Myocardial blood flow (MBF) is meticulously matched to oxygen demand by complex interactions of metabolic, endothelial, and neural factors.1,2 General anesthesia may interfere with this regulatory process by influencing the determinants of MBF, such as coronary vascular resistance (CVR), myocardial oxygen consumption, or perfusion pressure.3 Understanding the mechanisms of myocardial perfusion regulation during general anesthesia is important in patients at risk for perioperative cardiac complications, particularly those with coronary artery disease. Experimental research has demonstrated that volatile anesthetics are coronary vasodilators with different effects on hemodynamic variables and myocardial perfusion.4–7 Clinical studies are ambiguous, reporting either increases or decreases in CVR and overall myocardial perfusion after exposure to inhaled anesthetics.8–11
Until recently, the lack of noninvasive, bedside imaging techniques impeded investigation of MBF in the perioperative setting. Accepted techniques such as single-photon emission computed tomography or positron-emission tomography are nonportable and involve exposure to radiation. Myocardial contrast echocardiography (MCE) is a safe, noninvasive bedside tool that may provide a unique opportunity to investigate myocardial microvascular responses during general anesthesia.12 The technique has been validated under experimental conditions and against the aforementioned “gold standards” for MBF measurements.13–16 MCE enables quantification of absolute MBF from its microvascular constituents, the relative myocardial blood volume (rBV), and its exchange frequency (β) that corresponds to the capillary blood exchange rate.14 Because 90% of the myocardial blood volume resides within the capillary network, rBV mainly represents the blood volume at the capillary level.17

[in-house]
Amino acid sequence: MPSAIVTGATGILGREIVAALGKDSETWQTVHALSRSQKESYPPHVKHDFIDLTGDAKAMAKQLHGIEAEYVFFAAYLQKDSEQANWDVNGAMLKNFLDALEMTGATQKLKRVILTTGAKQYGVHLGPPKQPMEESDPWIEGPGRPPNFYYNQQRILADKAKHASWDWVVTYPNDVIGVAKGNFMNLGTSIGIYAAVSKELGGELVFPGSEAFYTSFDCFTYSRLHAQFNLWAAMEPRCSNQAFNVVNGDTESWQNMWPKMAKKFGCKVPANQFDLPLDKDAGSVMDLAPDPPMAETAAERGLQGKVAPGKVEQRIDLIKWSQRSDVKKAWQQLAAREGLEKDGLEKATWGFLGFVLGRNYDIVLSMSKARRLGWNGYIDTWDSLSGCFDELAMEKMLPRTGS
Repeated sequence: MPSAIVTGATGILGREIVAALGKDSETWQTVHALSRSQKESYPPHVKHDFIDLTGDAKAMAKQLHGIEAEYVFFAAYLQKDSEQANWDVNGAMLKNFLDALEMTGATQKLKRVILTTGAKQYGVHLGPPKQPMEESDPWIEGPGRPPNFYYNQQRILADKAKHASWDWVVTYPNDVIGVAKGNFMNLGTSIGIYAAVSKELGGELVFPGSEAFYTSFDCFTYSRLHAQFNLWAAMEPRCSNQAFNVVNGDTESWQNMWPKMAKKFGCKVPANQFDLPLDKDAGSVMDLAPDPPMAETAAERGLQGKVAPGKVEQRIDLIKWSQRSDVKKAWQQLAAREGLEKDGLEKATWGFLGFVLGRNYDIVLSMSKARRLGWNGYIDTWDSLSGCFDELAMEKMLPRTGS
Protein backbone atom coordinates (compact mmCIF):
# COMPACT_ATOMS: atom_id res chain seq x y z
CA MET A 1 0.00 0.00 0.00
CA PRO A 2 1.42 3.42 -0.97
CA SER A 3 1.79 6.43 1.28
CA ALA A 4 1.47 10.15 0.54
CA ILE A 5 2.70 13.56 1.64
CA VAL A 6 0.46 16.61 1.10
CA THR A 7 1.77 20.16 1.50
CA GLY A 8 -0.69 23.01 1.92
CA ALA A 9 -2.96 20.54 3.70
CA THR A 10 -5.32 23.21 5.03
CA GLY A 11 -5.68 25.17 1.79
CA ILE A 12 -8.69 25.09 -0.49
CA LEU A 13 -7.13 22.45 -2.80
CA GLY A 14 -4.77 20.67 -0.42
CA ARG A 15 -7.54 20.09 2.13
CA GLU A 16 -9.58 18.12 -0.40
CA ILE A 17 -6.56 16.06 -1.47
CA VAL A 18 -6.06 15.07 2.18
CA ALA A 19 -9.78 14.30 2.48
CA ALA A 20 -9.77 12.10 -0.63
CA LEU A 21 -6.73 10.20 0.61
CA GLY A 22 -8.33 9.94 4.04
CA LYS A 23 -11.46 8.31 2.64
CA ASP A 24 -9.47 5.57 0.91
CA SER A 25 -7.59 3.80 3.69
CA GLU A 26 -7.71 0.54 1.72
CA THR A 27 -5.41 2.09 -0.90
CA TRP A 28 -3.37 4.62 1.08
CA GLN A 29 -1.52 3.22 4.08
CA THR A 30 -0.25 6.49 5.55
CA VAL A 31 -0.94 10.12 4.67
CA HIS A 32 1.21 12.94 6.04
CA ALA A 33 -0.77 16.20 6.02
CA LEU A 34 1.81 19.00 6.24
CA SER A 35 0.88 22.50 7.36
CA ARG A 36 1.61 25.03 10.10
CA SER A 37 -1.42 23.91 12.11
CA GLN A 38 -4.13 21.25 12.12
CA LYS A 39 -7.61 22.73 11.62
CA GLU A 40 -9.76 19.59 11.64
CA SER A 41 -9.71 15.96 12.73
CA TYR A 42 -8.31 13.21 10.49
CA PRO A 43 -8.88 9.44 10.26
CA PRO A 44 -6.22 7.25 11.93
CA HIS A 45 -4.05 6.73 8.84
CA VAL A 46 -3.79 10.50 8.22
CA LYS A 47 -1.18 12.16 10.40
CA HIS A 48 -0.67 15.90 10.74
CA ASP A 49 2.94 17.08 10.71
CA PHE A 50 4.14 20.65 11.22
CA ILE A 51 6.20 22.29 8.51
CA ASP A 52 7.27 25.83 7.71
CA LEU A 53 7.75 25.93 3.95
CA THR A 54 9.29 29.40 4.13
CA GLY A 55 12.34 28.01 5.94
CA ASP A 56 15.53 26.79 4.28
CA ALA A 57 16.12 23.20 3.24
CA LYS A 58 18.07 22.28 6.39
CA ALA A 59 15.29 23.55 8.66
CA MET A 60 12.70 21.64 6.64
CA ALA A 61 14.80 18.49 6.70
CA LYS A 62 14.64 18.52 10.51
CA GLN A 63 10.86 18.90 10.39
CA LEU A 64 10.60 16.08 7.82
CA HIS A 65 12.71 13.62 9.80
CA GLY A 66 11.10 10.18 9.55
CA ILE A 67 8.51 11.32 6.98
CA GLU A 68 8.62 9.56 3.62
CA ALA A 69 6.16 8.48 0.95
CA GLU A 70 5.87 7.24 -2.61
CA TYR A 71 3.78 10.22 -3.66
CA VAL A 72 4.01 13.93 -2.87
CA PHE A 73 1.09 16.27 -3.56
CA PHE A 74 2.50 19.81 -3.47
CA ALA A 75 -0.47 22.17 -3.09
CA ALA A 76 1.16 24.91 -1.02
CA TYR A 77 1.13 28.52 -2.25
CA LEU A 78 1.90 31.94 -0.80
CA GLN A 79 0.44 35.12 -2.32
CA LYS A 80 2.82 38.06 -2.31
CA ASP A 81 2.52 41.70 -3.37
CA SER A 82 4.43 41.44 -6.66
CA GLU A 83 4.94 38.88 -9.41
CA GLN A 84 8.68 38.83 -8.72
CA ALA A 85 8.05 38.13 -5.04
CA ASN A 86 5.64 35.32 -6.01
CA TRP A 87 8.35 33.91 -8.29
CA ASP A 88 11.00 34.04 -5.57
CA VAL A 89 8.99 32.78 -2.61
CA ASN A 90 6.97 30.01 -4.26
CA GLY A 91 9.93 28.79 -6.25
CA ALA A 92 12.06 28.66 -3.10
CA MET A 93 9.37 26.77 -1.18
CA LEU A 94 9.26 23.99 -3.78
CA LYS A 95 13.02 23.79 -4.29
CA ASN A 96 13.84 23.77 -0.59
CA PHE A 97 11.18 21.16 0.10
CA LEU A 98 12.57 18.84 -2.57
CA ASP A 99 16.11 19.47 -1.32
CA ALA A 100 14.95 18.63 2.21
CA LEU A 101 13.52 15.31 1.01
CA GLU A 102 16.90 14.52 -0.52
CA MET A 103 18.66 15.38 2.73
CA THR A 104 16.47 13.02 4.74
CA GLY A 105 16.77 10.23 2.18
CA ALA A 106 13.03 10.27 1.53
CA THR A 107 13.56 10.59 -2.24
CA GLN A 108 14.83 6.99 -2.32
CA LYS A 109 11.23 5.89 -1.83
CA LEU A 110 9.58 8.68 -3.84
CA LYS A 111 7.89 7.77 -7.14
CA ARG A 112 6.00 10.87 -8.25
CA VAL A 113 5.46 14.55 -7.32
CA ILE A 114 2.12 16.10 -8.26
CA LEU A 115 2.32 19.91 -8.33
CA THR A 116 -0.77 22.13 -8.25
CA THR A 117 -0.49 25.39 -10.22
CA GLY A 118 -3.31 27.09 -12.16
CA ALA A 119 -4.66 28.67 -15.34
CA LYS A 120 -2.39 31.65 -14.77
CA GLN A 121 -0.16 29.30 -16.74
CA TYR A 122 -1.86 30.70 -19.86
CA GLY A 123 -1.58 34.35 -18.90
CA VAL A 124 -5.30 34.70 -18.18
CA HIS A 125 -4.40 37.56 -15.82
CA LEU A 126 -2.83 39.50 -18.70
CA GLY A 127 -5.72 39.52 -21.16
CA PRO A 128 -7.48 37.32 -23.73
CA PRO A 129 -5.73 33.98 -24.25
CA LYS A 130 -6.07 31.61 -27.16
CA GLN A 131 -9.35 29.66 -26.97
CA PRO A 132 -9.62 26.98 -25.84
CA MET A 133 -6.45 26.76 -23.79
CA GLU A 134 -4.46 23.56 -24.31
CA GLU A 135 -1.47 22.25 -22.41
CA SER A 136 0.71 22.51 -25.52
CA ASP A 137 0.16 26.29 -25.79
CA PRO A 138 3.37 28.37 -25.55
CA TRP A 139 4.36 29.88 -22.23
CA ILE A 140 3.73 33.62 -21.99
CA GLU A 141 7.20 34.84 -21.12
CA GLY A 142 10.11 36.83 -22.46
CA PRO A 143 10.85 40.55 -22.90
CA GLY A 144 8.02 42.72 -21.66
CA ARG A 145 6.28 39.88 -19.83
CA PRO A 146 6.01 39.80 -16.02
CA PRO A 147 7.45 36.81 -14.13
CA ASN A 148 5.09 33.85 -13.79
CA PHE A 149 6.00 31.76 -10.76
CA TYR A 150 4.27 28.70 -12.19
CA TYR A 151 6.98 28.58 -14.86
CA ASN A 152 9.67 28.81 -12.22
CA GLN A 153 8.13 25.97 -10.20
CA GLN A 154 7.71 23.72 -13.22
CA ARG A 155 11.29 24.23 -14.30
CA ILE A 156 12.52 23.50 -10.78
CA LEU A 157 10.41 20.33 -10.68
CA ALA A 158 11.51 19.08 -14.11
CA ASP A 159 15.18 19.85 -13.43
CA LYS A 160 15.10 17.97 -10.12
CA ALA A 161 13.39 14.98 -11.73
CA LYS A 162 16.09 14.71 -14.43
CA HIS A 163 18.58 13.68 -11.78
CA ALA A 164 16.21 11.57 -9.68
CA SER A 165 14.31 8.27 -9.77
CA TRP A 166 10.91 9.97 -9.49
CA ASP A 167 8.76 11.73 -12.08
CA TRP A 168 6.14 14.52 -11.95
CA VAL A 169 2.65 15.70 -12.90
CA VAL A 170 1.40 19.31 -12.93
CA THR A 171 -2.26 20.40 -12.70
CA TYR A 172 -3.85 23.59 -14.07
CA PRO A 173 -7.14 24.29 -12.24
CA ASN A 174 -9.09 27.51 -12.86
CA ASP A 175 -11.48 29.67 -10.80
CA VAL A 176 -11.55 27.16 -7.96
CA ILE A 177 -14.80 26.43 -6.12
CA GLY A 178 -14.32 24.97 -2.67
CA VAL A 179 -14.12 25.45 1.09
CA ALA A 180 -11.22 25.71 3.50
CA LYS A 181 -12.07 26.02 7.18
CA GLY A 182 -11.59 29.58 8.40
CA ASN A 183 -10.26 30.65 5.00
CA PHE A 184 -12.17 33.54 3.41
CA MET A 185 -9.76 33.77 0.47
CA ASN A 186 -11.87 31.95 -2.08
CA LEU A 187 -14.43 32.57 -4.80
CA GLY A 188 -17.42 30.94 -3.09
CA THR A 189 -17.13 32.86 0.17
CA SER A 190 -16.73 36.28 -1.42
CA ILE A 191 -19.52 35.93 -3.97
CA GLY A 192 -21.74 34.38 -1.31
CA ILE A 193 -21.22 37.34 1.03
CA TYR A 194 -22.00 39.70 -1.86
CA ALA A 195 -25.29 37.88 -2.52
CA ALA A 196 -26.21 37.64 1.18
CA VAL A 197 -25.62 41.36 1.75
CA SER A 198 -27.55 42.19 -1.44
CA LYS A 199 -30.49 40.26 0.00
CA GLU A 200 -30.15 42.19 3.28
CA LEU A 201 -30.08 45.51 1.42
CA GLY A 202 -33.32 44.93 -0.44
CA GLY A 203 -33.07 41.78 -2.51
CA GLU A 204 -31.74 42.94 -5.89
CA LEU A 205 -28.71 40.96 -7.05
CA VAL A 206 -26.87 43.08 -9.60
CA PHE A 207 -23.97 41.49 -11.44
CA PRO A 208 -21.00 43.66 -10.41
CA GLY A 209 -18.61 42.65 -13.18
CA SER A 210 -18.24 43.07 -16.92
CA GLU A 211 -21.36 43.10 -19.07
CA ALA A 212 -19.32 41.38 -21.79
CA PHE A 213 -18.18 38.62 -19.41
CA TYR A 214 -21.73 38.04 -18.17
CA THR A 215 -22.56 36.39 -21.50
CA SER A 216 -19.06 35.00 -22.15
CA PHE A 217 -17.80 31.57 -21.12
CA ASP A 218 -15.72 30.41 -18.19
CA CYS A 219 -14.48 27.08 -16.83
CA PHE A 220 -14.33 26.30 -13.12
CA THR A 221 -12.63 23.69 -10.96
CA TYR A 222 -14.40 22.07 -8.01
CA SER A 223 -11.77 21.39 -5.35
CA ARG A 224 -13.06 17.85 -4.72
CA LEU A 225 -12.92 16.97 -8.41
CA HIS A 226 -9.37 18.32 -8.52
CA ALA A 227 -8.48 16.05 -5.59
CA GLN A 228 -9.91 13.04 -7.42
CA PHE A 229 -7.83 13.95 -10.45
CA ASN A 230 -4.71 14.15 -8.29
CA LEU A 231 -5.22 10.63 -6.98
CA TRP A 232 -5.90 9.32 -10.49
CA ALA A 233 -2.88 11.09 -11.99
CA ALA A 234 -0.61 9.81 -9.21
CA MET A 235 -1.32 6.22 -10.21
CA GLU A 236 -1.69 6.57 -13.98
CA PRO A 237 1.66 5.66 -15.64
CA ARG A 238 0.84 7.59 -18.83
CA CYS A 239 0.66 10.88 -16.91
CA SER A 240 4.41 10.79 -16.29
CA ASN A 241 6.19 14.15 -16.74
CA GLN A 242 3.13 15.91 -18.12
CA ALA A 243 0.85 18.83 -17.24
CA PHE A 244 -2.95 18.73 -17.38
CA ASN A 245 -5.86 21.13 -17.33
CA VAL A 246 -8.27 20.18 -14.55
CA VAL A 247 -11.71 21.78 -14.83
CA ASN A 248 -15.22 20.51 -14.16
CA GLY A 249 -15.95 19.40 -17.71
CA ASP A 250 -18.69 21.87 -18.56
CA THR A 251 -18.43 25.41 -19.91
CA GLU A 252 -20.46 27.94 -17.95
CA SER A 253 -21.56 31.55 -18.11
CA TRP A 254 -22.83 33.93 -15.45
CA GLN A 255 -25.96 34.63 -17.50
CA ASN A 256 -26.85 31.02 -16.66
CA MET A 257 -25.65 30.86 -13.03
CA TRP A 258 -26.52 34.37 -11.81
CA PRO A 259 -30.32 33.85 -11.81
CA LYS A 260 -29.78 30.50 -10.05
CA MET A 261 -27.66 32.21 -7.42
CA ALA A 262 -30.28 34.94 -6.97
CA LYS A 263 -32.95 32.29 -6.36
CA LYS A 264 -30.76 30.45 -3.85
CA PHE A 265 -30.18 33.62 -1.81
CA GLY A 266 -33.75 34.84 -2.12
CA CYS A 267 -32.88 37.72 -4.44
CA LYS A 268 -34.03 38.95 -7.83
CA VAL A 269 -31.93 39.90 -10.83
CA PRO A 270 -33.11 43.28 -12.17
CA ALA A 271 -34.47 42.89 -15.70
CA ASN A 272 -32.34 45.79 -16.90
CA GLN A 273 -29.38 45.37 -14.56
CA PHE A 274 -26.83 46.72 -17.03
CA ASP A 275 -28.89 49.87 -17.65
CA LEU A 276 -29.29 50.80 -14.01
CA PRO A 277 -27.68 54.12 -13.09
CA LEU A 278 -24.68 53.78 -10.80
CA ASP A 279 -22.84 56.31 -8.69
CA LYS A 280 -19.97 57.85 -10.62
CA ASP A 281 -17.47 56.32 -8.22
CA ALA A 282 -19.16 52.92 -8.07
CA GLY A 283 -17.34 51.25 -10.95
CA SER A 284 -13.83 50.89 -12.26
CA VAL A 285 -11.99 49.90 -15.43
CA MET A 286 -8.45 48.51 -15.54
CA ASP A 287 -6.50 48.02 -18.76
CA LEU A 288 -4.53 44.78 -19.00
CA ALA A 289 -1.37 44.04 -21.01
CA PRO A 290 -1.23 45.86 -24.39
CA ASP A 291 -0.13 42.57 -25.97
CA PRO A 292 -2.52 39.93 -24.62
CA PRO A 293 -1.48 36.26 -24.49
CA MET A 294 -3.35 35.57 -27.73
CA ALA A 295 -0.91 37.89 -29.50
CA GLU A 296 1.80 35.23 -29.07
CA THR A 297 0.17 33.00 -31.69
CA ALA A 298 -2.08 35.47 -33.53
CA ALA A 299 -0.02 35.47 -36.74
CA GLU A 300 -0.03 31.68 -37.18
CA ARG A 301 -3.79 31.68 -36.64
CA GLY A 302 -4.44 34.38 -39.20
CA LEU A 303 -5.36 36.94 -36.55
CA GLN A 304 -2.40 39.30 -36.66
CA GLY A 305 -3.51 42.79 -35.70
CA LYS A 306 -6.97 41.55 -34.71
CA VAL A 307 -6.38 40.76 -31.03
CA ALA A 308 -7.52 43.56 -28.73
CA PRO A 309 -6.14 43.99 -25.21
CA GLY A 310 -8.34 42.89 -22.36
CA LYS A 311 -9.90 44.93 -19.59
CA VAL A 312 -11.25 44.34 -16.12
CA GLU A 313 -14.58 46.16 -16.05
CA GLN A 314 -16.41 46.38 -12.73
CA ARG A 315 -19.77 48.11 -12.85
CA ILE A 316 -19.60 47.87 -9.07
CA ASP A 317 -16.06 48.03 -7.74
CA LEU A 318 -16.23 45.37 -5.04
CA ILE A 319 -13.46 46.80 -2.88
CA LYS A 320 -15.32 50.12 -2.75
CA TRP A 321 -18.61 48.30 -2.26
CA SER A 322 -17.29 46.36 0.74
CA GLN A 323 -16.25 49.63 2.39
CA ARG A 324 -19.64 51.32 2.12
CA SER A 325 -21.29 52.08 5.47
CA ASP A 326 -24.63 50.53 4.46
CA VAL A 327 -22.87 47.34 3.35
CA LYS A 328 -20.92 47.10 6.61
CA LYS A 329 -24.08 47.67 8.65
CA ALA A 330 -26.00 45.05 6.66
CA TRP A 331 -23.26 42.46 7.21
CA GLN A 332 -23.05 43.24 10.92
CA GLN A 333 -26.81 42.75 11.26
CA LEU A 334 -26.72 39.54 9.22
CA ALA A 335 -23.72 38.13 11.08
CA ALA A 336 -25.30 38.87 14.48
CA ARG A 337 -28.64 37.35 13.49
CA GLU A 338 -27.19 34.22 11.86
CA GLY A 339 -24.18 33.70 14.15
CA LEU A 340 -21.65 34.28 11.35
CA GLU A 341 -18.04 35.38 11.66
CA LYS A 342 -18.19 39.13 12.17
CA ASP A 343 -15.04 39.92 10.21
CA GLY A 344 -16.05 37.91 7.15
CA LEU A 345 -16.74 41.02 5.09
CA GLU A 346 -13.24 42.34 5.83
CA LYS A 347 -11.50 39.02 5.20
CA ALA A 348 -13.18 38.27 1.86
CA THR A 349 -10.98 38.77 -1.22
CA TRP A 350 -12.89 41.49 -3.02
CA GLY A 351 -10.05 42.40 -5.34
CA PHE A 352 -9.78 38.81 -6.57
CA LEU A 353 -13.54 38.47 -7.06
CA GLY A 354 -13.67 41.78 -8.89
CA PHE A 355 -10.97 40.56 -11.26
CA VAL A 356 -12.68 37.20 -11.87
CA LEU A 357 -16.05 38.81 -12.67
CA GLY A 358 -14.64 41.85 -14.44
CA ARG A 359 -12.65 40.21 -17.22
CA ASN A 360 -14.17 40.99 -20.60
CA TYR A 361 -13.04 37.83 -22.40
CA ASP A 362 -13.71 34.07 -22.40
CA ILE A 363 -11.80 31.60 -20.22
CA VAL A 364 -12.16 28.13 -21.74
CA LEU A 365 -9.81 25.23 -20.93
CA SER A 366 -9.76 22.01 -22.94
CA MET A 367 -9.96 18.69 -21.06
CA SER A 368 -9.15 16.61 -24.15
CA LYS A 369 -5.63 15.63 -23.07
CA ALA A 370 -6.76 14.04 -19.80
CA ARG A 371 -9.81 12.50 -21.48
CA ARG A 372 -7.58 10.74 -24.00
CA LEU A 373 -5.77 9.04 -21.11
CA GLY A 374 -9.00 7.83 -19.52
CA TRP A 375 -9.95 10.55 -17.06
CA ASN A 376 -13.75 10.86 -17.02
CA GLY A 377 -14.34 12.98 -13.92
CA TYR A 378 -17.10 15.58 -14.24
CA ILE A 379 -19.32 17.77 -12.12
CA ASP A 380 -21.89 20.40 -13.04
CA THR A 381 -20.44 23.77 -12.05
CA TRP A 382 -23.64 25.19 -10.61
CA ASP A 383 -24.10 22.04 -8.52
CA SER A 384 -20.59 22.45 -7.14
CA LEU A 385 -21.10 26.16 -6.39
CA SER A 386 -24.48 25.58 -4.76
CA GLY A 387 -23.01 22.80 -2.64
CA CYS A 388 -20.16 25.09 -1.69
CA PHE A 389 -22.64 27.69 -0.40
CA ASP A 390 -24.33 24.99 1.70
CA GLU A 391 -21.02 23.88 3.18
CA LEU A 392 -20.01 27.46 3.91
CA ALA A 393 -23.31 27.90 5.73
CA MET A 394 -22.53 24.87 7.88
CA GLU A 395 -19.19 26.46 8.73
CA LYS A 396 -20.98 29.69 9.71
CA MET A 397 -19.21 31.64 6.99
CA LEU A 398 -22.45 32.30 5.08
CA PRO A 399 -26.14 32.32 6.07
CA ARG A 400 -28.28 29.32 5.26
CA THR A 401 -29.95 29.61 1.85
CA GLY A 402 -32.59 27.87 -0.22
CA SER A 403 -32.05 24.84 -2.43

Regulation of MBF and microvascular function may be evaluated by 2 contrasting interventions. Pharmacological coronary vasodilation allows assessment of the vascular smooth muscle-dependent increase in MBF whereas sympathetic stimulation by the cold pressor test (CPT) evaluates the endothelium-dependent increase in MBF. In this study, we investigated myocardial microcirculatory responses to pharmacological vasodilation and sympathetic stimulation during general anesthesia with sevoflurane in healthy humans immediately before surgical stimulation.